Britney Greiner: WNBA star apologizes to Russian court before ruling in drug smuggling trial

“I never intended to harm anyone, I never intended to endanger the Russian population, and I never intended to break any laws here,” Greiner said at Khimki City Court. “I made an honest mistake and I hope in your judgment this doesn’t end my life here. I know everyone keeps talking about political pawn and politics, but I hope it’s far from this courtroom.”

“I want to say again that I had no intention of breaking any Russian laws. I had no intention. I did not conspire or plan to commit this crime,” she added.

A verdict is expected as soon as possible at 10:45 a.m. ET.

Greiner’s comments come about six months after the 31-year-old was arrested at a Moscow airport and charged by Russian prosecutors with attempted smuggling. less than 1 gram of hemp oil in her bags. She faces up to 10 years in prison.
Two-time US Olympic basketball gold medalist Admission of guilt She was charged with drug charges last month in what her lawyers say is an attempt to take responsibility and get leniency if she is eventually convicted and sentenced.
The US State Department asserts that Greiner is being unjustly being held amid fears she is being used as a political pawn in Russia’s war against Ukraine. Her supporters demanded her release and asked the United States to take further steps to try to free her from the country, perhaps Part of the proposed prisoner exchange.

In closing arguments Thursday ahead of Griner’s apology, the attorney general asked for Griner to be in prison for 9.5 years, according to defense attorney Maria Blagovolina, a partner at Rybalkin, Gortsunyan, Dyakin and Partners.

In response, Blagovolina argued that Greiner had never used marijuana in Russia and that she had never intended to do so. The lawyer added that she did not need to bring vape cartridges to Russia.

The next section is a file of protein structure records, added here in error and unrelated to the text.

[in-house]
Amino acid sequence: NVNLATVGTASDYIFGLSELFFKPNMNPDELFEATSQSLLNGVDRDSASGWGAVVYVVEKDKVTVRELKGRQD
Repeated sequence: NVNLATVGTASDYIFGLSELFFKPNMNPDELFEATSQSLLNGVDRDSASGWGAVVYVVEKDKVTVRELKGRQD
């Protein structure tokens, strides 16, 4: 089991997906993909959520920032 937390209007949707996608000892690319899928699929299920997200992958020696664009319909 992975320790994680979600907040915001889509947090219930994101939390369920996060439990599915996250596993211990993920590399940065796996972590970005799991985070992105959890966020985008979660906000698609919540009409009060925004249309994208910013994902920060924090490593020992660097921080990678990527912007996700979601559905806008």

A defense expert said examining the substance in Brittney Griner's VAP cartridges violated Russian law

Blagovolina argued that all this confirms the complete absence of intent in her actions. She added that even if Greiner used medical marijuana, it was only at home in Arizona, which is rare and only with a doctor’s prescription. Blagovolina said she did not know how strict the laws were in Russia.

Grenier arrived at court handcuffed on Thursday and was escorted by Russian officers to the defendant’s cage. Once she wasn’t tied down, she spoke with her legal team and then uploaded a photo of the UMMC Ekaterinburg basketball team, the Russian team she played with during the WNBA offseason.

Greiner’s other attorney, Alexander Boikov, argued that Greiner had no opportunity to properly examine court documents. He said that the Russian constitution guarantees everyone the right to use their mother tongue and to freely choose the language of communication.

Boikov cited an example when a language translator provided to Griner flipped a lengthy document submitted by a translation investigator and then told Griner, “Basically, that means you’re guilty.”

Elizabeth Rudd, charge d’affaires of the US Embassy in Russia, arrived in court on Thursday ahead of the hearing. She appeared in court throughout the trial and said Tuesday that the United States will “continue to support Ms. Greiner in every step of this process and for as long as it is required to bring her back to the United States safely.”

How did the trial go?